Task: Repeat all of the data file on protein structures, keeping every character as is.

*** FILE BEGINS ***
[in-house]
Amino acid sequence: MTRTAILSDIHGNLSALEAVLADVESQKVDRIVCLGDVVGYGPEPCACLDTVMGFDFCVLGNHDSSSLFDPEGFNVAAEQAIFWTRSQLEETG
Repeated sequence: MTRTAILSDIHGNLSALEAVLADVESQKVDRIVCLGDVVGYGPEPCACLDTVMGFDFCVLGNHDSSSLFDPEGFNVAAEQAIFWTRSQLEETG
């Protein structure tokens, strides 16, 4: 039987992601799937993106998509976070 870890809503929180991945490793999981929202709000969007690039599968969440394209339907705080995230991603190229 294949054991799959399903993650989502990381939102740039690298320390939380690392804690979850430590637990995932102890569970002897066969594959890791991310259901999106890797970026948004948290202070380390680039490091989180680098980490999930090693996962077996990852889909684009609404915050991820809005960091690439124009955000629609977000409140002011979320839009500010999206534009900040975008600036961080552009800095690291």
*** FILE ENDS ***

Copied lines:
[in-house]
Amino acid sequence: MTRTAILSDIHGNLSALEAVLADVESQKVDRIVCLGDVVGYGPEPCACLDTVMGFDFCVLGNHDSSSLFDPEGFNVAAEQAIFWTRSQLEETG
Repeated sequence: MTRTAILSDIHGNLSALEAVLADVESQKVDRIVCLGDVVGYGPEPCACLDTVMGFDFCVLGNHDSSSLFDPEGFNVAAEQAIFWTRSQLEETG
């Protein structure tokens, strides 16, 4: 039987992601799937993106998509976070 870890809503929180991945490793999981929202709000969007690039599968969440394209339907705080995230991603190229 294949054991799959399903993650989502990381939102740039690298320390939380690392804690979850430590637990995932102890569970002897066969594959890791991310259901999106890797970026948004948290202070380390680039490091989180680098980490999930090693996962077996990852889909684009609404915050991820809005960091690439124009955000629609977000409140002011979320839009500010999206534009900040975008600036961080552009800095690291």